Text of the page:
Wicker and fruits, GH3 + Lumix G X Vario 12-35mm
Street market I, GH3 + Lumix G X Vario 12-35mm
Street market II, GH3 + Lumix G X Vario 12-35mm
Health insurance, GH3 + Lumix G X Vario 12-35mm
Different directions, GH3 + Lumix G X Vario 12-35mm
There are, however, a few indoor markets, though these tend to blend both the local businesses with the tourist-oriented stalls, full of the usual souvenir flavors, but don't be fooled, Yangon is no touristic city by any stretch of the imagination (at least not yet) if you compare it with the likes of Bangkok, Luang Prabang, Hanoi or even Kuala Lumpur, and the more you will encounter will be a few tourists taking pictures or drinking beer in the street bars at night. Yangon remains, as of today, mostly a local city, and tourism is only a minor (though increasing) presence.

Crowd I, GH3 + Lumix G X Vario 12-35mm
Crowd II, GH3 + Lumix G X Vario 12-35mm
While you walk leisurely along the streets of this big, chaotic and dirty city, you will come across multiple people and, more often than not, they will smile at you, curious and surprised at your skin color, greeting and welcoming you to their land without any second intentions. At least that's how I felt there, always welcomed and safe. The old, colonial district where we were located is probably one of the most interesting in the city for its mixture of European and Asian colors and the decay that shines everywhere, but we will leave that for a future post, since today I prefer to focus on the people: there are many poor and homeless people in Yangon, living in the streets, in small shacks or in the numerous abandoned buildings that spread across the whole city, there is garbage piled up in every corner, holes in the dusty roads, but there is also a decency in the way they carry on with their lives, making the most of their situation, and coexisting with the long, hard past that rests upon their shoulders.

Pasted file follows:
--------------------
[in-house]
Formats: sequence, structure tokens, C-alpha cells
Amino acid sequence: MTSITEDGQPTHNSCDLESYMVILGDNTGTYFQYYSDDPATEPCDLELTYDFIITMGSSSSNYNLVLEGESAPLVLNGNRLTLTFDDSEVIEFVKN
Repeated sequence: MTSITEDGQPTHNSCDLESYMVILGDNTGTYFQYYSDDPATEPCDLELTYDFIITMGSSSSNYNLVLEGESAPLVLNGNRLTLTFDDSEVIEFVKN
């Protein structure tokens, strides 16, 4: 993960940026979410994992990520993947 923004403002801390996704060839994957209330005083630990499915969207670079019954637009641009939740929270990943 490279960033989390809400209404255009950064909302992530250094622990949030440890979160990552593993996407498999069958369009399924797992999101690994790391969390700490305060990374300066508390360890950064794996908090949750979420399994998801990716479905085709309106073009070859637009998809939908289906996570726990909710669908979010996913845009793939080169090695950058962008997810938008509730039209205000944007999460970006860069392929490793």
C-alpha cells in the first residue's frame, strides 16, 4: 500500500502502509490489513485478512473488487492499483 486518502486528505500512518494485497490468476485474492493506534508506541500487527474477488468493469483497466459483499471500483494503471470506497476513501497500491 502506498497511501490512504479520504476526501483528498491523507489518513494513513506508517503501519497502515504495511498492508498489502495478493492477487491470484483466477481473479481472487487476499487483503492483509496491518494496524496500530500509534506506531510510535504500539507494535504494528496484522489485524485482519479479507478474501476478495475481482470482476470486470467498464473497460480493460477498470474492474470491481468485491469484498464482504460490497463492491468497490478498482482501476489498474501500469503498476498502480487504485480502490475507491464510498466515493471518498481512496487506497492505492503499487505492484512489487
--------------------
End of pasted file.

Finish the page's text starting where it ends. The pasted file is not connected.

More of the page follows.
Lonely walk, GH3 + Lumix G X Vario 12-35mm
Leaves and shadows, GH3 + Lumix G X Vario 12-35mm
Walkers, GM1 + Olympus M Zuiko 45mm
Daily departure, GH3 + Lumix G X Vario 12-35mm
The shadow of a long colonial past can be felt everywhere, as does the memory of a recent and oppressive regime, but the people of Yangon face the future with courage while carrying on with their old traditions at the same time, ignoring the effects of globalization to a great extent (though this is starting to change quickly since the country opened its frontiers a few years ago, which is already impacting the face of the city and even the life of its inhabitants); as you stroll around the city, you will soon see that most people still wear the traditional sarong skirts, even the younger and 'modern' generations, while the majority of women and kids dress their faces with thanaka paste.

Coordination, GH3 + Lumix G X Vario 12-35mm